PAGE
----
Before the 2013 AFCON, Stephen called me and said, ‘Paul, we are going to get to the final and I want you to be there.’ I was there. Two hours before the kick-off of the final match, I showed him my silver medal that we won together in 1984 in Ivory Coast and I said, ‘Keshi, this will not be your portion. You will win gold for Nigeria today.’ After he had won the biggest trophy in African football, I got to his hotel, there was no entrance to his room; people were everywhere. I was trying to get in but the security won’t let me in, but I got a way through eventually. There were media men everywhere from all over the world looking for Stephen. Someone said they were having dinner. I went to the dining hall but I didn’t see Stephen, I saw the players. Then Sylvanus Okpala told me, ‘Big Boss is in his room upstairs.’ He told the Nigerian security officer to take me to Keshi’s room but he said, ‘Coach wants to be alone, he doesn’t want visitors.’ Okpala insisted that he must take us to the coach. So, he went in to confirm if we could see him. Then he ushered us in. Do you know that Stephen was alone with a pastor? This is a guy that had just won the AFCON, every journalist in the world wanted to interview him but there he was alone in the room with me.
There was an incidence before the AFCON. A pastor, Tunde Emmanuel, was on a visit to Oklahoma and a friend of mine invited me to Redeem Christian Church of God there. After service, I met the pastor for prayers. I told him I would like him to pray for a friend, who would be leading a team to the biggest tournament in Africa. Pastor Emmanuel said, ‘Mr. Okoku, you are not even asking for prayers for yourself, you are asking for prayers for a friend. Stephen Keshi will win that trophy. Do you know why the country has not been winning? It’s because coach Amodu Shuaibu placed a curse on them because of the way he was treated. Give Keshi my phone number and tell him that he should make sure that in every interview he grants, he must use ‘by the grace of God.’’ That was why at the AFCON, every time Keshi was interviewed, he always used the phrase, ‘by the grace of God.’ The pastor said Stephen must make peace with Amodu for him to win (the AFCON). I told Stephen about it and he said, ‘That’s not a problem. Amodu is my friend, we will talk.’ So, that issue was sorted out and Stephen went to South Africa and won the competition. I have never spoken about this to anybody before.
But Keshi resigned few hours after winning the AFCON, citing interference from NFF officials. Did he tell you he was going to quit the team?
Right after the tournament, we discussed his resignation in his hotel room. I already knew what was going to happen but I wasn’t going to tell anybody. He was not a happy person. A man just won the AFCON and he is not happy! Something was wrong because of what he had been put through during that particular moment. Do you know that Stephen didn’t even know how the final goal by Sunday Mba was scored? He just saw everybody jumping and celebrating the goal and he started jumping with them.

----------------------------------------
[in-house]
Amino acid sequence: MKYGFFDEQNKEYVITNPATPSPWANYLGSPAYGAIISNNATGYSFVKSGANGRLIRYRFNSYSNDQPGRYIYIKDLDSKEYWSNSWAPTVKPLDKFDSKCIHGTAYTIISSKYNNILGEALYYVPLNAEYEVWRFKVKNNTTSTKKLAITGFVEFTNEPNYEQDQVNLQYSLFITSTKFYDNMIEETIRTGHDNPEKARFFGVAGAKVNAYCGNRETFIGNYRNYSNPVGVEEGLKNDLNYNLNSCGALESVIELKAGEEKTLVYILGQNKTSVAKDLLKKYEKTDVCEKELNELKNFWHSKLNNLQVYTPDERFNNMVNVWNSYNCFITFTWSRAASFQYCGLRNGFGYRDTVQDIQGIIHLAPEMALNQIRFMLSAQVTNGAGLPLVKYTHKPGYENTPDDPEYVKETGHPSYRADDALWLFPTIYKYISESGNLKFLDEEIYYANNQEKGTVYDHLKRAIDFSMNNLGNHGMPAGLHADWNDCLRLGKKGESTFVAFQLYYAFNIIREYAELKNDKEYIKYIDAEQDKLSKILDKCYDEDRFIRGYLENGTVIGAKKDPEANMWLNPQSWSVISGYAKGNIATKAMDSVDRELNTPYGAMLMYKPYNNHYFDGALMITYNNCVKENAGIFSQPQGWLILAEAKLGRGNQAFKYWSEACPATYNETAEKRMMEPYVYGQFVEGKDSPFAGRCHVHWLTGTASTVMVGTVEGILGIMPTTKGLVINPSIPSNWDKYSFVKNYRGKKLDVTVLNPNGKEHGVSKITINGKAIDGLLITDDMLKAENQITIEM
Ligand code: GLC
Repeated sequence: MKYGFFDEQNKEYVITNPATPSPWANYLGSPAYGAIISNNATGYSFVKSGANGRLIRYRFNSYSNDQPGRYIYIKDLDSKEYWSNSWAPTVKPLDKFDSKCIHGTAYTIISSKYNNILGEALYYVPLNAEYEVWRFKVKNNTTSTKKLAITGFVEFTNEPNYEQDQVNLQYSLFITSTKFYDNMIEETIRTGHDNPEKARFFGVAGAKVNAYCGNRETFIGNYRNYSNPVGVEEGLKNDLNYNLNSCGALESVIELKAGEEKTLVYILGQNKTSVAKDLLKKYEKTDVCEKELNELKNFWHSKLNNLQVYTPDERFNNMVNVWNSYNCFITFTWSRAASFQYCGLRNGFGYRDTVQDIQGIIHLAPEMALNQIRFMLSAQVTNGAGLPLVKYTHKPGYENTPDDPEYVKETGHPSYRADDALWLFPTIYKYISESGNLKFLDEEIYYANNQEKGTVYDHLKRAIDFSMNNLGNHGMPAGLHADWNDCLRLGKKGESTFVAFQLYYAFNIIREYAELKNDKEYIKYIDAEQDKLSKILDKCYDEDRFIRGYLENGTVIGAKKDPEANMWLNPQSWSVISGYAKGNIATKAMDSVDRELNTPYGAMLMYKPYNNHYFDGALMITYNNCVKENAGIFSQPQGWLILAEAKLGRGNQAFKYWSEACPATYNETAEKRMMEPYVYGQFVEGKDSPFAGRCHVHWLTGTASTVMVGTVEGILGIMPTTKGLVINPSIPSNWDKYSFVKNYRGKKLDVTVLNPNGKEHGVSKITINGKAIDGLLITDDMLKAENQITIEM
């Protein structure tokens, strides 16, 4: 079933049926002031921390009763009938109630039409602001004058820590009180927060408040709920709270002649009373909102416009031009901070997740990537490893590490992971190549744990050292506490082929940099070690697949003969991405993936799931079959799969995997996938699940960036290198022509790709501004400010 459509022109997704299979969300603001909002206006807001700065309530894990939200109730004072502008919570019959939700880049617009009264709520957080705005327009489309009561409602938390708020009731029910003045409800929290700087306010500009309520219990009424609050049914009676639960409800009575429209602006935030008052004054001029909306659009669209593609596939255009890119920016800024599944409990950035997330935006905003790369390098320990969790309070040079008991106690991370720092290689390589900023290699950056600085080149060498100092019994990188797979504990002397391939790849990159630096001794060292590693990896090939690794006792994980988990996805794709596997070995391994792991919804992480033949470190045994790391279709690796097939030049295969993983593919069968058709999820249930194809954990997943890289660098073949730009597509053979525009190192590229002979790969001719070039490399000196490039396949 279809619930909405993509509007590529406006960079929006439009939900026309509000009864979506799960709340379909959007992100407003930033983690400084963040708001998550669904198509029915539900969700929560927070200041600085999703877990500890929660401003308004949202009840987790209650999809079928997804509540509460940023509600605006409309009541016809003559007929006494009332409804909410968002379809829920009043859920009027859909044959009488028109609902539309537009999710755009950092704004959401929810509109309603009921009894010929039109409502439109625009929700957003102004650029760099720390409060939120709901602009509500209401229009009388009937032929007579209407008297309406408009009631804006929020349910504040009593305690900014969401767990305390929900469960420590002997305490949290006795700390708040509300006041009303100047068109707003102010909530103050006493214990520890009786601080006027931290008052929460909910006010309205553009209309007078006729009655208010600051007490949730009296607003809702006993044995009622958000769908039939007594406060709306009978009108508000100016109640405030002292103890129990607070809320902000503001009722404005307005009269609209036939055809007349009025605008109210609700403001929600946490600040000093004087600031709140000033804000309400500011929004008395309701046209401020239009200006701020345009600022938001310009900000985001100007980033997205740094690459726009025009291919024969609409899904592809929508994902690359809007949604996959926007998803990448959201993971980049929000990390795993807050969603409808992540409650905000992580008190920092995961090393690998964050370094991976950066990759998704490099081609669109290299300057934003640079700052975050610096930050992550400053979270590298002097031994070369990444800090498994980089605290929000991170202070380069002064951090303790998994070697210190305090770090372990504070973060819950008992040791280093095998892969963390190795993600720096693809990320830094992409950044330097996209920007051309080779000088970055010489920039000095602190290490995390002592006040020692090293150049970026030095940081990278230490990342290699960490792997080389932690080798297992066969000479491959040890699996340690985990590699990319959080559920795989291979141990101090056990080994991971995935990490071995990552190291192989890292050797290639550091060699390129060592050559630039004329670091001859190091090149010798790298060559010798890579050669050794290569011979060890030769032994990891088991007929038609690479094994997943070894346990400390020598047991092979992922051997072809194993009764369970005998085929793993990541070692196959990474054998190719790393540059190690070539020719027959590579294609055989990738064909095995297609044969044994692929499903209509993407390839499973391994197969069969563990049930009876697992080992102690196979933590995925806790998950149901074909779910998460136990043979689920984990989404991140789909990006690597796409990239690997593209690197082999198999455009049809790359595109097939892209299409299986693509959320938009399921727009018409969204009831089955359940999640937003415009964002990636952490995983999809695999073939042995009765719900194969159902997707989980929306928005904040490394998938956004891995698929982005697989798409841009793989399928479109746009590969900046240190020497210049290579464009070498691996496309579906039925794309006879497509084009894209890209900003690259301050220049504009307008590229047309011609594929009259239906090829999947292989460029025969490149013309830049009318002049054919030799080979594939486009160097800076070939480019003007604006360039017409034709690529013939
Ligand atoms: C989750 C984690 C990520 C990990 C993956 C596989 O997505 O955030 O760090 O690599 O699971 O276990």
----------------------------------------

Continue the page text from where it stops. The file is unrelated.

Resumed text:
Some say Keshi was arrogant and troublesome. Was that the friend you knew?
The Stephen I knew was not arrogant, he was not a troublemaker. When I inaugurated my foundation in Nigeria, Stephen was supposed to be there but because of the trouble he was facing as coach, he forgot. Stephen is not my friend. We were like brothers. When he became Eagles coach, he was still as humble as ever. My village Ogume is about 30 minutes’ drive from Ilah, his hometown. When my mum died, we were supposed to go to my village together. But he got a call to report to Abuja; that was when they wanted to hire a Technical Director for the team. They wanted him around and that was how he ended up in Abuja instead of my village for the burial of my mum. He was apologetic; he called me to know how I was faring.
Do you think he was fairly treated by the NFF?
Even Stephen wouldn’t allow me to speak on that. Many times I would call him and say I wanted to respond to certain issues but he would object. There have been so many stories attributed to him; Stephen was the most misunderstood person on earth. Do you know that the people Stephen gave contracts to while with Togo are the same people who were his loudest critics in Nigeria? But Keshi never fought back; he never liked it. So, why would I do the same thing now that he’s dead?
Is it true he was unable to get over his wife’s death?
It was a deep blow for Keshi; he was never himself after his wife’s death.
How do you think he should be immortalised?
NFF should forget about any misunderstanding or personal issues they had and do the right thing to immortalise this guy. Stephen was the face of Nigerian football and they need to properly immortalise him. I trust Amaju Pinnick to do that.
Culled from Punchng